The police found Tess in the mobile home, terrified but physically unharmed. McDaniel's body was in the bedroom. She was on her knees with her face toward the ground in what was described as a “fetal position” or “Indian style.” She had sustained a bullet wound through the head; the pistol had been placed directly against her temple, and the bullet traveled from the front of her head towards the back at a downward angle. McDaniel's purse was found in the bedroom; the contents had been dumped onto the bed.
Approximately an hour later, Perry showed up at his cousin's home with Morrison's pit bull puppy. The cousin later received information that Perry had hidden a chrome automatic pistol in her home. She allowed the police to retrieve the weapon. In the past, the cousin had seen Perry with a black automatic handgun.
Approximately six hours after the crimes Perry was stopped by a patrol unit while driving the stolen car. In a videotaped statement, Perry admitted that he was present at Morrison's mobile home during the shootings but claimed that a companion named “J.D.” shot the victims. Perry subsequently admitted that he lied about a perpetrator “J.D.” in his statements to police.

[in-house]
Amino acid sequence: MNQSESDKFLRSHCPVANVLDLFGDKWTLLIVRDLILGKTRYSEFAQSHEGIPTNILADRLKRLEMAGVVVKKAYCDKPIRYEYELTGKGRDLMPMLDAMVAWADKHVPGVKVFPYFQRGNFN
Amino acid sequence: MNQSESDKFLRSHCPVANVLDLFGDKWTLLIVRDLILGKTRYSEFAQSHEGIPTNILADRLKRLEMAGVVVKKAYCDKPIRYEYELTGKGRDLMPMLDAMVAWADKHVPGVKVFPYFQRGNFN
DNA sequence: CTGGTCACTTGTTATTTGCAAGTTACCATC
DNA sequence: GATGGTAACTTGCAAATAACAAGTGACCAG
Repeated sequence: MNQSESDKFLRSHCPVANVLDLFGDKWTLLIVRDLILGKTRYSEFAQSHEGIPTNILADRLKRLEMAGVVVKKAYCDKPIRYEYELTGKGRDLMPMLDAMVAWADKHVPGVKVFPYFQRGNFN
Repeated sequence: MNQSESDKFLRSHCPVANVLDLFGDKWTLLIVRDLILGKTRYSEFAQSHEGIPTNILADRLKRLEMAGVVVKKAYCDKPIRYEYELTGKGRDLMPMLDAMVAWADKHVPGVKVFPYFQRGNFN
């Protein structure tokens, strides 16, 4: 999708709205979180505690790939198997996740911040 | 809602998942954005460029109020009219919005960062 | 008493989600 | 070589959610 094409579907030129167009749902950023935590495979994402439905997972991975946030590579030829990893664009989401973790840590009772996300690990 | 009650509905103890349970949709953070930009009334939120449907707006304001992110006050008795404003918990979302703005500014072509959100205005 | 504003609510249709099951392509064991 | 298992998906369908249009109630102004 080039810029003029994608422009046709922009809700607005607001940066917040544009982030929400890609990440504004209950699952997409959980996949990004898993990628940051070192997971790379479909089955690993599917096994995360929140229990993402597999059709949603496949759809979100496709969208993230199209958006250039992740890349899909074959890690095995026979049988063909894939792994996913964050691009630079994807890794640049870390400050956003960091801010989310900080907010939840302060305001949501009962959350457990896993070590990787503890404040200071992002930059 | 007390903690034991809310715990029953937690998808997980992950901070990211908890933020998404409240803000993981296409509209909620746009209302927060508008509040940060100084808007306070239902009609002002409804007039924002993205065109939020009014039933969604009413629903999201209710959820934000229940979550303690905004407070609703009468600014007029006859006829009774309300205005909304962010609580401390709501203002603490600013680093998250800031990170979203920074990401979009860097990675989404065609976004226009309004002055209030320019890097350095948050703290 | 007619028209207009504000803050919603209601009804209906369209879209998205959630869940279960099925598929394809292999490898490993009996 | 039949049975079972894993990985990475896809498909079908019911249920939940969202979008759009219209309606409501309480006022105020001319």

1. Perry is unsuccessful in his contention that the trial court erred in permitting evidence of his videotaped custodial statement because it was coerced by promises of benefit made to him. At the Jackson-Denno hearing, Perry asserted that a detective, who was an acquaintance since childhood, spoke with him before Perry was taken into the interview room, and told Perry that if he admitted to the killing, the detective “would see that [Perry did] nine years and get out.” But the detective did not testify at the hearing, and the State presented evidence that two other officers were involved in Perry's detention and questioning, and that Perry was not promised anything in return for his statement. The trial court makes findings about facts and credibility relating to the admissibility of an inculpatory statement, thereby resolving any conflicts in the evidence, and those determinations are to be upheld on appeal unless clearly erroneous. Berry v. State, 267 Ga. 605, 610(7), 481 S.E.2d 203 (1997). And the record in this case supports the trial court's finding of voluntariness.